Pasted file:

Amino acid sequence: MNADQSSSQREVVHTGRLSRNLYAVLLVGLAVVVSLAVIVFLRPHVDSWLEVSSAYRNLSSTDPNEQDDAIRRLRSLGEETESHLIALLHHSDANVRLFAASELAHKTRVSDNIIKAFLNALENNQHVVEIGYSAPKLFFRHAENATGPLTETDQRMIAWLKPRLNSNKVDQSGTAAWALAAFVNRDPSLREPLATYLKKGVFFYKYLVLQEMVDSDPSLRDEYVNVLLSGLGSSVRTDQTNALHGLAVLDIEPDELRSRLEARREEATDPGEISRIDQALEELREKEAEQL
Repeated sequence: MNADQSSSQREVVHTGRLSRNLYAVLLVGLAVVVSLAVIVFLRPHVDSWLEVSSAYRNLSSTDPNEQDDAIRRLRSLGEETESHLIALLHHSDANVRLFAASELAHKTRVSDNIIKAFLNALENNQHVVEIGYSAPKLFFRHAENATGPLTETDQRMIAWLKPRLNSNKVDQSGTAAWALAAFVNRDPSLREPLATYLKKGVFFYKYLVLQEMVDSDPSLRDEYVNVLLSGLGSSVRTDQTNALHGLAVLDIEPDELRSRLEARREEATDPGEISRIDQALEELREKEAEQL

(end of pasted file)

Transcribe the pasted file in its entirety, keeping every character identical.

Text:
Amino acid sequence: MNADQSSSQREVVHTGRLSRNLYAVLLVGLAVVVSLAVIVFLRPHVDSWLEVSSAYRNLSSTDPNEQDDAIRRLRSLGEETESHLIALLHHSDANVRLFAASELAHKTRVSDNIIKAFLNALENNQHVVEIGYSAPKLFFRHAENATGPLTETDQRMIAWLKPRLNSNKVDQSGTAAWALAAFVNRDPSLREPLATYLKKGVFFYKYLVLQEMVDSDPSLRDEYVNVLLSGLGSSVRTDQTNALHGLAVLDIEPDELRSRLEARREEATDPGEISRIDQALEELREKEAEQL
Repeated sequence: MNADQSSSQREVVHTGRLSRNLYAVLLVGLAVVVSLAVIVFLRPHVDSWLEVSSAYRNLSSTDPNEQDDAIRRLRSLGEETESHLIALLHHSDANVRLFAASELAHKTRVSDNIIKAFLNALENNQHVVEIGYSAPKLFFRHAENATGPLTETDQRMIAWLKPRLNSNKVDQSGTAAWALAAFVNRDPSLREPLATYLKKGVFFYKYLVLQEMVDSDPSLRDEYVNVLLSGLGSSVRTDQTNALHGLAVLDIEPDELRSRLEARREEATDPGEISRIDQALEELREKEAEQL